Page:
Remember that the ball is only on the strings for a few milliseconds. We often see the racket moving downward shortly after the ball has left the strings and incorrectly make the assumption the we have hit down on the ball on the serve.

    Whether the ball leaves the strings moving horizontally, slightly upward or even slightly downward (Isner et al), it is probably a mistake to tell students to hit down on the ball for the serve most of the time. There are exceptions -- sometimes we tell a student to perform an action that we know is not quite right in order to elicit a desired response.
     
    Last edited: Sep 21, 2013
    #23
  24. Topspin Shot

    Topspin Shot Legend

    Joined:
    Jul 24, 2009
    Messages:
    5,093
    #24
  25. TennisCJC

    TennisCJC Legend

    Joined:
    Apr 20, 2010
    Messages:
    5,361
    Yes, there are very strong similarities in that throwing motion and serving. The thrower even appears to be in the infamous trophy pose at one point with arms apart, shoulders tilted upward and chest muscles stretched. Then he uses core/hip/shoulder rotation to whip the arm through.
     
    #25
  26. SystemicAnomaly

    SystemicAnomaly G.O.A.T.

    Joined:
    Feb 25, 2006
    Messages:
    11,059
    Location:
    Stuck in the Matrix somewhere in Santa Clara CA
    ^ The trophy position is not really quite the same. See my explanation below. BTW, I do not like term, trophy pose. It implies a static position. To my mind, Steffi Graf is one of the few pros that performed an actual pose (as she waited for her very high toss). I prefer the terms, trophy phase or trophy position. The position is a dynamic one, not a static one.

    (Note: for the tennis serve, "throw" refers to the action of the racket arm whereas "toss" refers to the action of the other hand/arm.)

    The upper body motion of the outfielder throw exhibits quite a bit of similarity to the tennis serve/throw. One difference that really jumped out at me was the position of the left arm when the right arm gets to the "trophy" position. For the tennis serve/throw the left arm would still be up (nearly vertical). The left arm of the outfielder has already dropped considerably. The synchronization of the 2 arms is somewhat different -- possibly because an arm holding a 27" racket would have a greater (rotational) inertia which would likely affect the timing of the motion. For a tennis serve, the left arm would not start to come down until the racket head has started to drop to the "scratch" position.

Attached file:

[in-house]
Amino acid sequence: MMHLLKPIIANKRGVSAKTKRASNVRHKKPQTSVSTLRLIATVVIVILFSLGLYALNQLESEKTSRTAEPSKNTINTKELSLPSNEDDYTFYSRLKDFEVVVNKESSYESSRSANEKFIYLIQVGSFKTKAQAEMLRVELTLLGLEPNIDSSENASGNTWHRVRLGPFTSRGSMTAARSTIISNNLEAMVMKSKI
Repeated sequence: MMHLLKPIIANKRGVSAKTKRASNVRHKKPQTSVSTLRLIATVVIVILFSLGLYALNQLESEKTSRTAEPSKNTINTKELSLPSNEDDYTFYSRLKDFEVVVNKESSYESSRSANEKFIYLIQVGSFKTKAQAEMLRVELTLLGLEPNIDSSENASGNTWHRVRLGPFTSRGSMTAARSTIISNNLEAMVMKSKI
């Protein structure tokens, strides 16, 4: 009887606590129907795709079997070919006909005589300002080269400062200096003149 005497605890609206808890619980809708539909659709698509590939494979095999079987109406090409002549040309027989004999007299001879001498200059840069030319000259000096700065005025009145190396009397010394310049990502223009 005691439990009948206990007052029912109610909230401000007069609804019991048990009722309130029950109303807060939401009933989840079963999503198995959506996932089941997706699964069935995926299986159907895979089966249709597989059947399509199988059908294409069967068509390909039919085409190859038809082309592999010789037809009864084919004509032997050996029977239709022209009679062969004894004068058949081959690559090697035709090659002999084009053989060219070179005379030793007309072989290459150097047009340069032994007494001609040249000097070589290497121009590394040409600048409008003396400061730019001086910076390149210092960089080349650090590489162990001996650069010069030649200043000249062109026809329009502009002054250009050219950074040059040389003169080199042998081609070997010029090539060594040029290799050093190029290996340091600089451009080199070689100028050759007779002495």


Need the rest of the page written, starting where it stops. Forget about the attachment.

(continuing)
Also, a tennis server often coils up the body a bit more than the outfielder. Another difference is that the outfielder does not look upward to watch a ball toss. The gaze of a tennis server would be up, watching the toss before, during and after the trophy phase.

    One aspect that is rather interesting is that the outfielder exhibits something very similar to a racket drop. His shoulder externally rotates, his forearm supinates a bit and his wrist cocks during this drop phase. However, the chest does not drive upward during the drop (very much).

    As the torso of the outfielder uncoils the throwing hand/arm lags behind creating a pectoral stretch. This is somewhat similar to right elbow and racket lag of the tennis serve/throw. Also the left shoulder drops for both as the right shoulder and elbow come around and upward. The outfielder throw, like the tennis serve employs ISR (internal shoulder rotation) as the arm moves upward (& forward) from the "scratch" position. As the arm extends we also see that the wrist uncocks and the forearm pronates. With the tennis serve the pronation happens after the arm has extended and the racket head start starts to move upward above the hand.

    When performing racket or ball throws for the tennis serve, be sure to employ a proper trophy position/phase and keep the head up, eyes on the (imaginary) ball toss. Do not pull the tossing arm down until the racket head start commences. Drive the chest upward to facilitate the racket head drop.
     
    Last edited: Sep 22, 2013
    #26
  27. Chas Tennis

    Chas Tennis Hall of Fame

    Joined:
    Feb 17, 2011
    Messages:
    4,275
    Location:
    Baltimore, MD
    Tennis Serve - Racket-Forearm Angle (wrist). The server uses the racket at an angle to the forearm so that the ISR can create racket head speed. That forearm-racket angle during the final acceleration goes from about 90° to say 150° at impact. Then on to about 180°, arm-racket close to straight, right after impact. Probably if you let the racket go then it would be thrown upwards. ?

    Baseball Throw - Forearm - Upper Arm Angle (elbow). Without a racket, a baseball player develops ball speed throwing using ISR in a similar way but by using an angle at his elbow. His elbow starts the final acceleration with an angle between his upper arm and forearm, it increases to a straight arm at release.

    The amount of ISR that average throwers have learned to use probably varies a lot among individuals. Do you need to throw with stronger ISR for the throw drill to be effective in teaching the tennis serve?
     
    Last edited: Sep 25, 2013
    #27
  28. boramiNYC

    boramiNYC Hall of Fame

    Joined:
    Jun 29, 2011
    Messages:
    2,361